Moreover, there followed a huge wave of private lawsuits. The banks fought
them hard, and have tried extremely hard to prevent depositions and
testimony from becoming public. But many plaintiffs persisted, and there
has now accumulated a massive record of extraordinarily repulsive, and
clearly illegal, behavior. In a book that I have just finished, and which
will be published in May, grimly entitled Predator Nation, I go through
what is known in considerable detail, and make the case for large-scale
prosecutions and asset forfeitures.
This information is already public. So what has happened as a result?
Well, the SEC has filed some civil fraud cases -- not many, and not big.
Thus far, every single one has been settled with a minor fine, with
neither individuals nor banks required to admit guilt. Criminal
prosecutions of banks? Zero. Criminal prosecutions of senior financial
executives related to the bubble? Zero. RICO cases, such as were used
against Michael Milken and are routinely used against drug dealers and
other organized criminals to seize their assets and forfeit their
ill-gotten gains? Zero. Sarbanes-Oxley prosecutions, based on CEOs'
certification of obviously fraudulent financial statements? Zero. In Mr.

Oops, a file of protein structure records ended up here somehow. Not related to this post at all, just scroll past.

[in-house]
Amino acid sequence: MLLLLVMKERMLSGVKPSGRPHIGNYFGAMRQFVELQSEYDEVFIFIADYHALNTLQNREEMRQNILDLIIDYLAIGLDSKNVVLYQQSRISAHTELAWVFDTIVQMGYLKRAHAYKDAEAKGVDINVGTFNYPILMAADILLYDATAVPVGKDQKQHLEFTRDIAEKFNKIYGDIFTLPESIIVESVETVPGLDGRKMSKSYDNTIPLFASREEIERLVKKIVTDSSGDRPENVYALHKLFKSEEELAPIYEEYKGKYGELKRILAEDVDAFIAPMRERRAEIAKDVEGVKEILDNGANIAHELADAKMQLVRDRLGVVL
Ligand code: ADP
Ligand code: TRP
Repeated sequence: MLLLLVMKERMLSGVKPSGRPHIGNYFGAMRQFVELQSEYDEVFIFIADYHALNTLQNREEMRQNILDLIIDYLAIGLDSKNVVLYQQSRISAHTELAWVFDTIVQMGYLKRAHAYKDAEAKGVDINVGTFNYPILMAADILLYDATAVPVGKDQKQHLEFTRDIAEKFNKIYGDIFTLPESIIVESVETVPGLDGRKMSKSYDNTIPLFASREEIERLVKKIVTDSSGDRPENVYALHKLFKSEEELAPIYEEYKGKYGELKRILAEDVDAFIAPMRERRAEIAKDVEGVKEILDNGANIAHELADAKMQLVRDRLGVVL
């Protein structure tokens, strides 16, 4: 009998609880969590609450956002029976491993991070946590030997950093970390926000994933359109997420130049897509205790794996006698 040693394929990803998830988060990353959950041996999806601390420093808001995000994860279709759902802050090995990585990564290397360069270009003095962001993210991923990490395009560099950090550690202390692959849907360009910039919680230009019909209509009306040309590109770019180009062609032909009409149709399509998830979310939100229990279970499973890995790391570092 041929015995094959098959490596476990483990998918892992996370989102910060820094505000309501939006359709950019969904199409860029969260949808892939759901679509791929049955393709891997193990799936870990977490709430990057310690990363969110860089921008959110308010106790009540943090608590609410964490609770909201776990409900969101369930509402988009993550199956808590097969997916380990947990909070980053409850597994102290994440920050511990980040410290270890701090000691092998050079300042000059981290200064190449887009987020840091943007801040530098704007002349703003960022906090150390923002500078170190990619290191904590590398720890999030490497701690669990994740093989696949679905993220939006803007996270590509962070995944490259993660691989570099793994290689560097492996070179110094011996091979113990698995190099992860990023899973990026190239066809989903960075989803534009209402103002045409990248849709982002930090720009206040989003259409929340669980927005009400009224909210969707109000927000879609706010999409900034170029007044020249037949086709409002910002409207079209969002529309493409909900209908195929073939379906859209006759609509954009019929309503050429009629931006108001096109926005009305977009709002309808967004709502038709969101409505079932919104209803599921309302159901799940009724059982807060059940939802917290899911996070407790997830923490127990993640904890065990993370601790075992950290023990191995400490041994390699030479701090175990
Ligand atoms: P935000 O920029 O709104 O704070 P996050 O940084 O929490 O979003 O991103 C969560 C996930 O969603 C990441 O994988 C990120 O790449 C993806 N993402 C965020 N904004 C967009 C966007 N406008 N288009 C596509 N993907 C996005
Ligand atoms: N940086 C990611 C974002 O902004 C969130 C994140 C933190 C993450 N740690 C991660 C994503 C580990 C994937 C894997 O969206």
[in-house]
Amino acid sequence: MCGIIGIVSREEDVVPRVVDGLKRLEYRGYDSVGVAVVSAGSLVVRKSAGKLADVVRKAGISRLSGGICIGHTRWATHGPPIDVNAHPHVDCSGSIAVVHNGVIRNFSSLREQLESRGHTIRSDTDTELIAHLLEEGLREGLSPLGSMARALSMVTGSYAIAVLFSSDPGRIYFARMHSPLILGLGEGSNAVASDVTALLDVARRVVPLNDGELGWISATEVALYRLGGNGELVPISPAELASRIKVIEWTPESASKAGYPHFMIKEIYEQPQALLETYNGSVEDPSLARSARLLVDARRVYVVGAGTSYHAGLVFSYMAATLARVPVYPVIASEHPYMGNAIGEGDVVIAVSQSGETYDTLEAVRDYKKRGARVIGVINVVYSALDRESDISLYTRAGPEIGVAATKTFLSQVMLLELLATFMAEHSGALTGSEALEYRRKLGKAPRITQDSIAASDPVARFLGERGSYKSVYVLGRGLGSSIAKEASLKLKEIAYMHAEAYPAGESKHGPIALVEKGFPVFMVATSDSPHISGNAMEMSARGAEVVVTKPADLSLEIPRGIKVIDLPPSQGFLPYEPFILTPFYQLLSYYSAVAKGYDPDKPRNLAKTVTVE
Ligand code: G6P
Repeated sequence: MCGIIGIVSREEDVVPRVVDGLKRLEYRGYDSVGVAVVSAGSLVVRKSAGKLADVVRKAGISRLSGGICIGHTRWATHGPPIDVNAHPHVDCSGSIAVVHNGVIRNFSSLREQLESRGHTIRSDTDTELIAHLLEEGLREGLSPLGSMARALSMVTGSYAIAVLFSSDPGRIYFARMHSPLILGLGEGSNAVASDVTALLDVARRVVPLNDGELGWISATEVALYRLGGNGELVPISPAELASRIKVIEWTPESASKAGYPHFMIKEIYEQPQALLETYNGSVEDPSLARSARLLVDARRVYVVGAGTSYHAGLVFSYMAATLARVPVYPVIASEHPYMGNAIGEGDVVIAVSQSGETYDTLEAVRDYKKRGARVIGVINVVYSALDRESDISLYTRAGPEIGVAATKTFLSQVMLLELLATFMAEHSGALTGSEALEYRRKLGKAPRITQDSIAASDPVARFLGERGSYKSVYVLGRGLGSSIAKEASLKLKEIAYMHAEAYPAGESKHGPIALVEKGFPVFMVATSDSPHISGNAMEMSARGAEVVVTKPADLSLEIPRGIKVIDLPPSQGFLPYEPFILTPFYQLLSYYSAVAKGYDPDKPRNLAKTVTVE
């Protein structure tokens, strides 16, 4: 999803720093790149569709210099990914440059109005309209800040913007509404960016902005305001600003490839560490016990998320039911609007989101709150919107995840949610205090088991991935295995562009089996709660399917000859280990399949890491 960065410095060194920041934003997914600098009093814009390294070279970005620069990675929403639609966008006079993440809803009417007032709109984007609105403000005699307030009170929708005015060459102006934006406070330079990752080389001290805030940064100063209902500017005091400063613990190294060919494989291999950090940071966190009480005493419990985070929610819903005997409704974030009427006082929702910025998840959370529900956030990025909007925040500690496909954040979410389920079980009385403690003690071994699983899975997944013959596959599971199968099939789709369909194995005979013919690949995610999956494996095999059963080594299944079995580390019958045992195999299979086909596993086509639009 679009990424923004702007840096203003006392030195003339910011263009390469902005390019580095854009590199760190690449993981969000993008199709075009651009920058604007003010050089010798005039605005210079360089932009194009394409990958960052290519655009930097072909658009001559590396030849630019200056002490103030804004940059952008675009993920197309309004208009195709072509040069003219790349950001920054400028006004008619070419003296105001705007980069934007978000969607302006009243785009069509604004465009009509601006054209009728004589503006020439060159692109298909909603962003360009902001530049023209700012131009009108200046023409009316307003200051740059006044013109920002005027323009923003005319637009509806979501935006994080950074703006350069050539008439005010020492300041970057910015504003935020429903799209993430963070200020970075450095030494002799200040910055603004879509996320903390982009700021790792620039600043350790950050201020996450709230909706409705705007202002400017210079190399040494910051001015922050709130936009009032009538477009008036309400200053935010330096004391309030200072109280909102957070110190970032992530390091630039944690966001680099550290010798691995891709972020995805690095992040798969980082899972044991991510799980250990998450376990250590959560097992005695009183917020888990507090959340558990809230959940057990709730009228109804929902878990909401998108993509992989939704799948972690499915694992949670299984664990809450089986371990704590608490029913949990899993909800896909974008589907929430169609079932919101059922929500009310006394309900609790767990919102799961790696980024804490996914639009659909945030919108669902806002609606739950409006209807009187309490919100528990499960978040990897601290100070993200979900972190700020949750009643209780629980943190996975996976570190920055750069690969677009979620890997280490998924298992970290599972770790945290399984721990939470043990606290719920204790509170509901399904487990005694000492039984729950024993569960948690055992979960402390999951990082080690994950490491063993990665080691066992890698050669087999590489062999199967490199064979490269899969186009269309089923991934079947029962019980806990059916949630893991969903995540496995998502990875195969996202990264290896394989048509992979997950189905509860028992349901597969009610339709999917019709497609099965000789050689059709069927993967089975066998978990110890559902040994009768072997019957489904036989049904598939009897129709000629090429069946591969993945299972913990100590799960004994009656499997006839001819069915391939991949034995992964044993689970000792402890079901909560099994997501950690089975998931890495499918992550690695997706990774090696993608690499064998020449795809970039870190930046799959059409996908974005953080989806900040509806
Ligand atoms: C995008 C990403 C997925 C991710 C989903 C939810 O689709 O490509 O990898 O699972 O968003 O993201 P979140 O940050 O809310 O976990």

Obama's three years in office, not a single U.S. bank or senior financial
executive has been convicted of any crime (or even prosecuted), or had
their assets confiscated.
But now, it's re-election time, and Occupy Wall Street has shown simmering
anger among the population. So we create a task force. (There was another
one before, too, but never mind.) A week later, several bankers are
arrested. They're low level patsies, who worked for a Swiss bank, and who
didn't create or sell the toxic stuff; they just traded it afterwards. And
the task force? Its initial personnel: a whopping 15 people in the Justice
Department, and ten -- count them, ten -- FBI agents. Eventually, Justice
says, the task force will have an awesome 55 people. Goldman Sachs has
32,000 employees, there are several thousand financial industry lobbyists,
the FBI has a total of 14,000 agents -- but hey, I'm sure that those ten
agents are the very best.
So yes, it's absurd, and rather disgusting. But it must also be said that
President Obama is not alone in prostrating himself before the financial
sector. Congress is no better, and neither are Obama's likely opponents in
the presidential race. Newt Gingrich screamed about government
interference while he was being paid $1.6 million by Freddie Mac's chief
lobbyist for "conservative outreach." In Mitt Romney, we have someone who
thinks it's perfectly OK to have a tax rate of 14 percent on over $20
million per year in unearned income, and who wants to increase taxes on
the poor while reducing them further for the wealthy. Unfortunately, the
power of financial sector money has by now produced a pervasive,
bipartisan systemic disease in American politics, of which the president's
recent speech is merely one example among many.
On Nov 8 2011 2:11 PM, VegasJerry wrote:
Jerry (almonst worthless) 'n Vegas